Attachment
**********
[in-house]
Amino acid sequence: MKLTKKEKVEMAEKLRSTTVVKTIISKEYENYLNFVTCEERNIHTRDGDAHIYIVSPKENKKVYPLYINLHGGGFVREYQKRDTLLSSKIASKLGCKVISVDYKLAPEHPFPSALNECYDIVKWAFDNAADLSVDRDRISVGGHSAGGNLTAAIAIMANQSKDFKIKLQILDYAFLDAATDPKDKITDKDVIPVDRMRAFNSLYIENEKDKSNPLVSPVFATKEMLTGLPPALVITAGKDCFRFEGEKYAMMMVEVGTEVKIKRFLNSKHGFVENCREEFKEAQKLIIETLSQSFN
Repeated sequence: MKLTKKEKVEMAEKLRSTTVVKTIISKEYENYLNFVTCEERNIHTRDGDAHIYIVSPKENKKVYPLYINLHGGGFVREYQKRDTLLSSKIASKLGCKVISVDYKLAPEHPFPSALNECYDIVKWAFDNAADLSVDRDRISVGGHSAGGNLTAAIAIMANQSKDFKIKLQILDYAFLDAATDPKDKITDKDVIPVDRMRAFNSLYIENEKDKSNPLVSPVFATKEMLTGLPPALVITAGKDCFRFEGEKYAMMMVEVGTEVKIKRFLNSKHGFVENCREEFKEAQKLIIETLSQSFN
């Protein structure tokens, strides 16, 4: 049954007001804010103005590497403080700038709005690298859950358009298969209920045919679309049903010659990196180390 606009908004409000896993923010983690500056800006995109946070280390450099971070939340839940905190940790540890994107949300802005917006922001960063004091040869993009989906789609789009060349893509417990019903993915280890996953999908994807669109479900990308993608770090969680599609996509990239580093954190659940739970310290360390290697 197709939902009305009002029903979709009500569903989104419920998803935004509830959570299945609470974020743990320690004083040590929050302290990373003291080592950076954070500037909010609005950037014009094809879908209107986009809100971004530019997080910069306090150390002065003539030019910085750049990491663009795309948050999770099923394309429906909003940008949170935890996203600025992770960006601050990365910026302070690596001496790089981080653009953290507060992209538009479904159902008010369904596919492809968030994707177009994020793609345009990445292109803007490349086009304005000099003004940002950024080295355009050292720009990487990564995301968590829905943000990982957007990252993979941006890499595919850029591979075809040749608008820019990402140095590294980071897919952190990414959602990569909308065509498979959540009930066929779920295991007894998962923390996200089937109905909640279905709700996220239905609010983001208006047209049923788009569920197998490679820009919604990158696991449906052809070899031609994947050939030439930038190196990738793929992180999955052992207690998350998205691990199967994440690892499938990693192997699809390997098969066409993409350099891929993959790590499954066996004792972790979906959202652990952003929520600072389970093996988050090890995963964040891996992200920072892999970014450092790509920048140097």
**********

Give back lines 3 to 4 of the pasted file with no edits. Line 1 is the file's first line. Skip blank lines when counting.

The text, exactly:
Repeated sequence: MKLTKKEKVEMAEKLRSTTVVKTIISKEYENYLNFVTCEERNIHTRDGDAHIYIVSPKENKKVYPLYINLHGGGFVREYQKRDTLLSSKIASKLGCKVISVDYKLAPEHPFPSALNECYDIVKWAFDNAADLSVDRDRISVGGHSAGGNLTAAIAIMANQSKDFKIKLQILDYAFLDAATDPKDKITDKDVIPVDRMRAFNSLYIENEKDKSNPLVSPVFATKEMLTGLPPALVITAGKDCFRFEGEKYAMMMVEVGTEVKIKRFLNSKHGFVENCREEFKEAQKLIIETLSQSFN
């Protein structure tokens, strides 16, 4: 049954007001804010103005590497403080700038709005690298859950358009298969209920045919679309049903010659990196180390 606009908004409000896993923010983690500056800006995109946070280390450099971070939340839940905190940790540890994107949300802005917006922001960063004091040869993009989906789609789009060349893509417990019903993915280890996953999908994807669109479900990308993608770090969680599609996509990239580093954190659940739970310290360390290697 197709939902009305009002029903979709009500569903989104419920998803935004509830959570299945609470974020743990320690004083040590929050302290990373003291080592950076954070500037909010609005950037014009094809879908209107986009809100971004530019997080910069306090150390002065003539030019910085750049990491663009795309948050999770099923394309429906909003940008949170935890996203600025992770960006601050990365910026302070690596001496790089981080653009953290507060992209538009479904159902008010369904596919492809968030994707177009994020793609345009990445292109803007490349086009304005000099003004940002950024080295355009050292720009990487990564995301968590829905943000990982957007990252993979941006890499595919850029591979075809040749608008820019990402140095590294980071897919952190990414959602990569909308065509498979959540009930066929779920295991007894998962923390996200089937109905909640279905709700996220239905609010983001208006047209049923788009569920197998490679820009919604990158696991449906052809070899031609994947050939030439930038190196990738793929992180999955052992207690998350998205691990199967994440690892499938990693192997699809390997098969066409993409350099891929993959790590499954066996004792972790979906959202652990952003929520600072389970093996988050090890995963964040891996992200920072892999970014450092790509920048140097």